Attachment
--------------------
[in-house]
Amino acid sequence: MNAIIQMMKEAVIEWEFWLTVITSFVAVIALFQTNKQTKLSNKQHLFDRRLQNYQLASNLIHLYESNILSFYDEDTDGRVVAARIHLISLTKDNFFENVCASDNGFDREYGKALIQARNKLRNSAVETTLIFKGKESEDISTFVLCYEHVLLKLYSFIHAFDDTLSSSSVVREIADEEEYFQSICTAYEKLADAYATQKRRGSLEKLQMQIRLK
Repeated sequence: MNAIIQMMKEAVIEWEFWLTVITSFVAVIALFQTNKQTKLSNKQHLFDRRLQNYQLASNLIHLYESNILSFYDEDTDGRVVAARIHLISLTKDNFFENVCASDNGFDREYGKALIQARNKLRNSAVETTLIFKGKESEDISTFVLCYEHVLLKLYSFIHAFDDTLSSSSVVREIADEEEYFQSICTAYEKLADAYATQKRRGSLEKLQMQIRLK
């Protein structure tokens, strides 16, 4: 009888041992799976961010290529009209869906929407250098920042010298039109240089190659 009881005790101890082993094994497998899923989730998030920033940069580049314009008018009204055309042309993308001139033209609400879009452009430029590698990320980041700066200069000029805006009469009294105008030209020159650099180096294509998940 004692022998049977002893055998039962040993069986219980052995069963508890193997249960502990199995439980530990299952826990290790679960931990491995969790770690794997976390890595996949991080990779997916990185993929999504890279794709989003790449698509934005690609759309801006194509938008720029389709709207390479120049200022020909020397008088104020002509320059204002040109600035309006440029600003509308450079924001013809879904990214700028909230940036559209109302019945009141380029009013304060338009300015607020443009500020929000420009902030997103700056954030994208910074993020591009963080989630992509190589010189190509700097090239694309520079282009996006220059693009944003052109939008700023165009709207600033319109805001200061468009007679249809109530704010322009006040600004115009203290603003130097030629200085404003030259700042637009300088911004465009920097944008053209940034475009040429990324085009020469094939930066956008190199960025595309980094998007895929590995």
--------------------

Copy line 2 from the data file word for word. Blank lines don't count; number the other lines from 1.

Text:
Amino acid sequence: MNAIIQMMKEAVIEWEFWLTVITSFVAVIALFQTNKQTKLSNKQHLFDRRLQNYQLASNLIHLYESNILSFYDEDTDGRVVAARIHLISLTKDNFFENVCASDNGFDREYGKALIQARNKLRNSAVETTLIFKGKESEDISTFVLCYEHVLLKLYSFIHAFDDTLSSSSVVREIADEEEYFQSICTAYEKLADAYATQKRRGSLEKLQMQIRLK